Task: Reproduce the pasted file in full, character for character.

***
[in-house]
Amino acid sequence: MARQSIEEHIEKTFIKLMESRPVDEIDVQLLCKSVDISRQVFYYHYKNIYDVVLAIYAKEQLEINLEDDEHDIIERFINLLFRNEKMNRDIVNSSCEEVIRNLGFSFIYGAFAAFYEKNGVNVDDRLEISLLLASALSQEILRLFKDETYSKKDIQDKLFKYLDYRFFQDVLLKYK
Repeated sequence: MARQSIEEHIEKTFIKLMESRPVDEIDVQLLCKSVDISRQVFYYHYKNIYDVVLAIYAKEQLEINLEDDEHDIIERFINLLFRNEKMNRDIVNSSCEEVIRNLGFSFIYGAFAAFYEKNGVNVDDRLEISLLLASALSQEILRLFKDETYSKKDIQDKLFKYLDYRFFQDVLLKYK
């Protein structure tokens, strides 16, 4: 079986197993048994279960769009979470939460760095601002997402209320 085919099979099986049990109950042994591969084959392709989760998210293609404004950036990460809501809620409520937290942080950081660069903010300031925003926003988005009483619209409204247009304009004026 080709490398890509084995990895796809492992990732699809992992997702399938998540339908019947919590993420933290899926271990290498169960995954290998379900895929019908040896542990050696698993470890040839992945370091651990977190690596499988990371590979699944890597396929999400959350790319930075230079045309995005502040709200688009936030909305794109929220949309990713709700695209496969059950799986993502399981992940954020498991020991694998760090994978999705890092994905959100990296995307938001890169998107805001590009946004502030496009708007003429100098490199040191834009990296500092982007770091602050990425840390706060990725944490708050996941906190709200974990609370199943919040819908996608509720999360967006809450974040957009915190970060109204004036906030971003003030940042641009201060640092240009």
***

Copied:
[in-house]
Amino acid sequence: MARQSIEEHIEKTFIKLMESRPVDEIDVQLLCKSVDISRQVFYYHYKNIYDVVLAIYAKEQLEINLEDDEHDIIERFINLLFRNEKMNRDIVNSSCEEVIRNLGFSFIYGAFAAFYEKNGVNVDDRLEISLLLASALSQEILRLFKDETYSKKDIQDKLFKYLDYRFFQDVLLKYK
Repeated sequence: MARQSIEEHIEKTFIKLMESRPVDEIDVQLLCKSVDISRQVFYYHYKNIYDVVLAIYAKEQLEINLEDDEHDIIERFINLLFRNEKMNRDIVNSSCEEVIRNLGFSFIYGAFAAFYEKNGVNVDDRLEISLLLASALSQEILRLFKDETYSKKDIQDKLFKYLDYRFFQDVLLKYK
């Protein structure tokens, strides 16, 4: 079986197993048994279960769009979470939460760095601002997402209320 085919099979099986049990109950042994591969084959392709989760998210293609404004950036990460809501809620409520937290942080950081660069903010300031925003926003988005009483619209409204247009304009004026 080709490398890509084995990895796809492992990732699809992992997702399938998540339908019947919590993420933290899926271990290498169960995954290998379900895929019908040896542990050696698993470890040839992945370091651990977190690596499988990371590979699944890597396929999400959350790319930075230079045309995005502040709200688009936030909305794109929220949309990713709700695209496969059950799986993502399981992940954020498991020991694998760090994978999705890092994905959100990296995307938001890169998107805001590009946004502030496009708007003429100098490199040191834009990296500092982007770091602050990425840390706060990725944490708050996941906190709200974990609370199943919040819908996608509720999360967006809450974040957009915190970060109204004036906030971003003030940042641009201060640092240009």